Mantua is an easy destination to visit from Verona and is just a 45-minute train ride from Porta Nuova train station.
The city is best known as the place Romeo was banished to in Shakespeare’s play Romeo and Juliet. Despite this, Mantua – known as Mantova in Italian – does not pay tribute to the story of Romeo and Juliet, preferring to honour its artist son, Andrea Mantegna (1431-1506). You can visit Mantegna’s home, Casa Mantegna. The design by the artist was revolutionary, comprising an external cube with a circular atrium which was open to the sky.
Mantua these days is a small industrial town – on arrival at the station, you will pass by the manmade lakes which were built out of swamp lands. The lakes originate from the waters of Lake Garda and the Po Valley and the swamp on which the city was built was considered to be a good defensive position. The name Mantova may derive from Mantus, god of the underworld in the Po Valley.
The Gonzaga family ruled Mantua from 1328 to 1708 and their legacy is seen everywhere in the ancient part of the city.
For Romeo, Mantova was not a great place to be exiled to, compared with mighty Verona, although today there are a few bars he might have hung out at.
The old part of Mantua is now a UNESCO World Heritage site.
The story of Romeo and Juliet is true, based on the Capuletti and Montecchi families who were battling for control of Verona in the thirteenth century. It is estimated the real Romeo and Giulietta died around 1291-1299. They were buried together, but today Giulietta’s tomb lies in the Franciscan priory outside the city walls of Verona. At that time they would have spoken Latin and maybe even whispered amor amnia vincit to each other – Love Conquers All.
Arriving in Mantua
On leaving the station, cross the road, turn left and keep walking to La Chiesa di San Francisco. Turn right and you will soon arrive in the centre of modern Mantua.
Head for Via Roma (all roads lead to Rome) and you will be heading towards the historic centre of the city, which was founded by the Gonzaga family in 1206.
Basilica of San Andrea, Mantua
En route you will find the Basilica of San Andrea, which is a working church, so will close at lunchtime. It is famous for a relic of the Holy Blood – a vial of Christ’s blood from the Crucifixion is held in the crypt. Designed by Leon Battista Alberti, the basilica was commissioned by Ludovico III Gonzaga – construction began in 1472 on the site of a Benedictine monastery.
There are some lovely shops to browse in Mantua and also plenty of cafes and restaurants to relax in – the lovely colonnaded Piazza Erbe boasts a shady place to eat lunch and the square offers the Palazzo della Ragione and Mantua’s oldest church Rotonda di San Lorenzo to visit.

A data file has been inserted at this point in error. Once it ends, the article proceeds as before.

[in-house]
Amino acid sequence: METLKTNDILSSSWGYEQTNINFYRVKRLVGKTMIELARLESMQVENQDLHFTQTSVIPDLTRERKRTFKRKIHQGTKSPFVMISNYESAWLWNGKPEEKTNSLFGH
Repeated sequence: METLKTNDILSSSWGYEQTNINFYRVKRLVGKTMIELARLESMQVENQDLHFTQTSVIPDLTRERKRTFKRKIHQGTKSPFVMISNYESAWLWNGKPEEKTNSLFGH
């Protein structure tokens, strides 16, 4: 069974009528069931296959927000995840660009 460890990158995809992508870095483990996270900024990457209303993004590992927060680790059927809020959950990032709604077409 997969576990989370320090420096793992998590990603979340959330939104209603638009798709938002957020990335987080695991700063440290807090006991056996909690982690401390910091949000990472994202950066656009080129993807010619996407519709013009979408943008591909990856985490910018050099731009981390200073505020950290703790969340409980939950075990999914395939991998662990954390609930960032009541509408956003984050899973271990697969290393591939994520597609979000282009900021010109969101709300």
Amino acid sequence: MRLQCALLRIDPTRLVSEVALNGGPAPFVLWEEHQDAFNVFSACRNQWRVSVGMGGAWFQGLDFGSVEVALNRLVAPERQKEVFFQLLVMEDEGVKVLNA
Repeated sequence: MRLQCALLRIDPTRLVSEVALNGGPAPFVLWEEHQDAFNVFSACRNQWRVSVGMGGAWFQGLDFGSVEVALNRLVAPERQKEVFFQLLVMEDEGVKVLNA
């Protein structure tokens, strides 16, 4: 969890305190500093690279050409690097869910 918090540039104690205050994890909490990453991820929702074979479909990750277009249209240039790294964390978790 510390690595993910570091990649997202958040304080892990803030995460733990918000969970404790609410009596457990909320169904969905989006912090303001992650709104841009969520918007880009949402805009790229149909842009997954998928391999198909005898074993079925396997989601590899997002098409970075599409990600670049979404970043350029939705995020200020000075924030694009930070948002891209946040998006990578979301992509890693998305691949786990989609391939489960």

Piazza Erbe leads onto the old city gate and Piazza Sordello, a vast and architecturally breathtaking square, where there is sometimes a market.
Palazzo Ducale di Mantova
The Gonzagas bequeathed to Mantua the largest ducal palace in Italy – larger than the Doge’s Palace in Venice – as well as what is now an extensive museum, both set between the spectacular piazza and a peaceful garden.
Entrance to the palace and museum is just three euros without a tour guide – but the palace closes for lunch so you have to enter the museum by another entrance during lunchtime. I lingered too long and found myself completely alone inside the palace – however, if I am not politely asked to leave a museum or am not locked in, I don’t consider I am getting value for money.
The works in the museum are perhaps a little ecclesiastical for some tastes – and if you have small children or family members of a nervous disposition, when I visited there were explicit photos of well-endowed, naked men stuck inside fireplaces and in odd corners, apparently for some contemporary artistic purpose. Classical art considered small male members to be “pretty” and the classical statuary conforms to this ideal; but times have changed considerably, so don’t be surprised if something unexpected is generously dangled before your eyes.
Naked men aside, there is a fully clothed Rubens to marvel over, The Circle of Friends, which contains a self-portrait of the artist. There are so many paintings and artefacts to explore that I always photograph the ones I find interesting and the accompanying info, to refer to later. Remember not to use flash, though, as this causes pigments in paint to fade. I photographed almost everything in the palace and museum – and poked my camera through most of the windows, too.
If you are a fan of flying buttresses and swallowtail battlements, you have come to the right place. There are moats full of fish – and even an antique cart lying abandoned in a dried out moat that looked like a prop from the Pietro Mascagni opera Cavalleria Rusticana.
You can walk back to Piazza Sordello or to the museum through the peaceful palace garden.
Casa Rigoletto – Mantua Tourist Office
Opposite the palace, you may see a sign for Rigoletto’s house. Rigoletto is, of course, the hunchback court jester to the Duke of Mantua, who is the title character in Verdi’s opera.
The 11th century house is actually a tourist information centre with apartments above – but there is a bronze statue of Rigoletto in the courtyard, providing a selfie opportunity.
I arrived in Mantua at around 10am and left at around 3pm, but spent most of my time happily locked inside the palace and museum until detected. I still managed to fit in lunch, so add an extra hour for shopping and a gelato pitstop if you are planning to spend most of your time in the palace and museum.
The fare to Mantua from Verona is 19 euros return – and there are two trains an hour, so be gone and get thee to Mantua!